Ah yes, ....in terms of expanding my knowledge base, for sure, FANTASTIC progress. Every inch of it the hard way it seems. Anyone in doubt of that, check out my "Hours to date". ....and that's only the half of it.....I've also contributed quite generously to the local land fill.

Mylo
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Postby Sub culture » Thu May 17, 2007 4:35 pm

Haven't taken any pictures. I will take some next time I make up a part this way.

I haven't made any two part moulds with wax, but have given it some thought. I think if one half was coated with shellac, this will stop the wax from bonding to itself. Either that, or use a very hard wax for one half, and a softer wax for the bottom half.

I think RTV may still be the way to go for two part moulds, but there are a lot of things that can be moulded with a single ended mould.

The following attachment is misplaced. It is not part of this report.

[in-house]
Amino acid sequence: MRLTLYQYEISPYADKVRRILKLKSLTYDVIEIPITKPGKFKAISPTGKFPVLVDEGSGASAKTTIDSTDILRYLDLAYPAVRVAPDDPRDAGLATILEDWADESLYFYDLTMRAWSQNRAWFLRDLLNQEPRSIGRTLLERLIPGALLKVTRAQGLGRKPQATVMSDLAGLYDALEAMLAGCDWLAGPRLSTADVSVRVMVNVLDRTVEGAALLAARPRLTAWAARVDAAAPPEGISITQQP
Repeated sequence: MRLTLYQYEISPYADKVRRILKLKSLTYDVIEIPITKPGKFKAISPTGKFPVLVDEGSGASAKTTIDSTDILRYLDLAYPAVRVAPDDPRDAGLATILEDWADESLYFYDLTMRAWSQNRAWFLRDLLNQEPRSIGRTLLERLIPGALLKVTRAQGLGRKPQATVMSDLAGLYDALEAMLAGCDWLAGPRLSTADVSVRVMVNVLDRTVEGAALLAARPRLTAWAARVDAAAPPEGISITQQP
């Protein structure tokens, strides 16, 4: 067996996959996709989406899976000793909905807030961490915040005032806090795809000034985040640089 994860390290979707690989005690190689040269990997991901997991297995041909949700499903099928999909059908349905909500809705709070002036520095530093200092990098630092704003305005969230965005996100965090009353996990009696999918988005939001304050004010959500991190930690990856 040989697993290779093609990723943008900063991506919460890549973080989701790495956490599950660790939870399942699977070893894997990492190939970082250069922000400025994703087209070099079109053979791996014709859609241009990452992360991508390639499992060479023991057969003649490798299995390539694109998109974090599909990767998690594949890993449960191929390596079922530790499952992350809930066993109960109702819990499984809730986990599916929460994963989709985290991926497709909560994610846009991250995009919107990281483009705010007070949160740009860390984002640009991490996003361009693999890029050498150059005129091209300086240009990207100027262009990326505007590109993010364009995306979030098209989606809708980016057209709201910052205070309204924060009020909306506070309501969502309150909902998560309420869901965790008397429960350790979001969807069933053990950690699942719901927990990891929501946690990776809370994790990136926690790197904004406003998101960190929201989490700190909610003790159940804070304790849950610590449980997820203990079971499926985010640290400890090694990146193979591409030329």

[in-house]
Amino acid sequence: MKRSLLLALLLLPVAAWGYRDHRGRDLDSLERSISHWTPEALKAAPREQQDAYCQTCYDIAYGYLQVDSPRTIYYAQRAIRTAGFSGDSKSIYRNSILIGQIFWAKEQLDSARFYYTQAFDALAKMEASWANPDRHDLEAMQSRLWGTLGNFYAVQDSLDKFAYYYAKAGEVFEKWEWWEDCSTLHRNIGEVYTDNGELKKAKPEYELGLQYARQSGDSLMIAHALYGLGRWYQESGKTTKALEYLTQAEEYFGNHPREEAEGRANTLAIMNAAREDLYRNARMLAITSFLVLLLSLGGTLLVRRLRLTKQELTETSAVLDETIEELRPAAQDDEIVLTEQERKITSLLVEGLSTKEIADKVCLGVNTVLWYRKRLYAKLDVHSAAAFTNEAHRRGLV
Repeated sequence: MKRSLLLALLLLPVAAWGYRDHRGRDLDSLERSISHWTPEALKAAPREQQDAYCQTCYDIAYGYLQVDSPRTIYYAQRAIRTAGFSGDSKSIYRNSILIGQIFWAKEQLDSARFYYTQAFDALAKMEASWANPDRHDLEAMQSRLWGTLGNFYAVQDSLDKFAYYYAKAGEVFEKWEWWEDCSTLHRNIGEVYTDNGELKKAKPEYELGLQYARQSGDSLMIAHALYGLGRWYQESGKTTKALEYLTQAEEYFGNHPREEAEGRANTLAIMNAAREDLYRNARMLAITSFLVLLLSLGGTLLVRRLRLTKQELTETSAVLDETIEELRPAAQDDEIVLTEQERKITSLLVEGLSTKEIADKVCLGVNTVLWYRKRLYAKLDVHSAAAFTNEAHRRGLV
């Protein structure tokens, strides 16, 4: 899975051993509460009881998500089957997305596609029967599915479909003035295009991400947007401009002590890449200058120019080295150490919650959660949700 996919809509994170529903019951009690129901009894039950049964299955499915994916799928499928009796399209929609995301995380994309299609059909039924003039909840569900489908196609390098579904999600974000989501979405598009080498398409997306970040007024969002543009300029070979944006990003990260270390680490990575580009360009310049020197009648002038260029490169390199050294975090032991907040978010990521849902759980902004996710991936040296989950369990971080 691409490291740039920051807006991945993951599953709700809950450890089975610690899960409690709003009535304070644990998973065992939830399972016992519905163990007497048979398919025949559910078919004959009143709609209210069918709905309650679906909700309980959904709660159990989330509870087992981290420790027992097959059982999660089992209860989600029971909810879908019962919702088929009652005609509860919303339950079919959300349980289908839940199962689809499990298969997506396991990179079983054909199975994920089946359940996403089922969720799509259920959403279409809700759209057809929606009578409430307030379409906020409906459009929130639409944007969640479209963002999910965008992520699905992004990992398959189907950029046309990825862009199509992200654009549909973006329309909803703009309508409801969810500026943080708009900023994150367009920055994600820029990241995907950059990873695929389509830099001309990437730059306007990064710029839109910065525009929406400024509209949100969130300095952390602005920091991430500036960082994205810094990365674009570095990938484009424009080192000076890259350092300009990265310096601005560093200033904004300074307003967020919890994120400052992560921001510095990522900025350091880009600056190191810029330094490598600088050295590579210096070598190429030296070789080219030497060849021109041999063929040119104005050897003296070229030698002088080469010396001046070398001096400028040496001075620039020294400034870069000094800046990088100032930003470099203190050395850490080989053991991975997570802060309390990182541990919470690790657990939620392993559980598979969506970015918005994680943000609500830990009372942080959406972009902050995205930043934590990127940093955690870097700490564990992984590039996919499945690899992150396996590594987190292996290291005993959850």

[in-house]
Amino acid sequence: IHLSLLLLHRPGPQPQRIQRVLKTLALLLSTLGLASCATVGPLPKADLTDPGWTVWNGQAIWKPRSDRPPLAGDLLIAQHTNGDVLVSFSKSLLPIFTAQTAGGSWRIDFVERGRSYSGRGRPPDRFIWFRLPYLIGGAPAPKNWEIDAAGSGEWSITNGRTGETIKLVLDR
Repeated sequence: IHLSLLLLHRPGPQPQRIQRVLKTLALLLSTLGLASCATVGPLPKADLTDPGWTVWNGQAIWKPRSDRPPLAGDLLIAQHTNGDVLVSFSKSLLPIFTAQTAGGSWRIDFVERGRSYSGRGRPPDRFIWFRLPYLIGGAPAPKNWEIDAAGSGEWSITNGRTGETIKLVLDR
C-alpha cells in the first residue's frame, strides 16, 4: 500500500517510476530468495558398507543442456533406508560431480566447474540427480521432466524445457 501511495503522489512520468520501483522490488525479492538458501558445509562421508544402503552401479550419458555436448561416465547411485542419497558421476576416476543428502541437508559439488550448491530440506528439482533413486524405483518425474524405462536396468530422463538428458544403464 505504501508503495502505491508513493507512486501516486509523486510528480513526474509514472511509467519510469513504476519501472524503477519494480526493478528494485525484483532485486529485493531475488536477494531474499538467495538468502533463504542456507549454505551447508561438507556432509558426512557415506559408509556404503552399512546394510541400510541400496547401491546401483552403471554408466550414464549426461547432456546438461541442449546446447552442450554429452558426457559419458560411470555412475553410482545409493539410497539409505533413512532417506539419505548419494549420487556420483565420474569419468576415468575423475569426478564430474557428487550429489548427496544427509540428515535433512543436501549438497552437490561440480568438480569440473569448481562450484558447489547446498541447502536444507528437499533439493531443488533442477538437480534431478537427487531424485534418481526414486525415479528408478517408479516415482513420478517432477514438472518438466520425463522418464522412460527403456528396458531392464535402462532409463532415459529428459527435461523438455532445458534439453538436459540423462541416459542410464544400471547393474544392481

You need to make a containment for the wax. this can be anything you like, strip of metal, card etc. Then just spray with water and pour in the wax same as RTV.

The water helps the release.

Another wax I've messed with is 'green' wax used for lost wax/investment castings.

This is peculiar stuff that can be worked with hand heat (goes like a sticky clay) but goes rock hard once left to cool down.

With this wax you can effectively 'knead' it over your shape you wish to cast.

The downside with this wax, is that the exotherm from the resin tends to burn the wax impression out dulling the detail. I find about five or six pulls are all you can get. Then you just re impression the mould.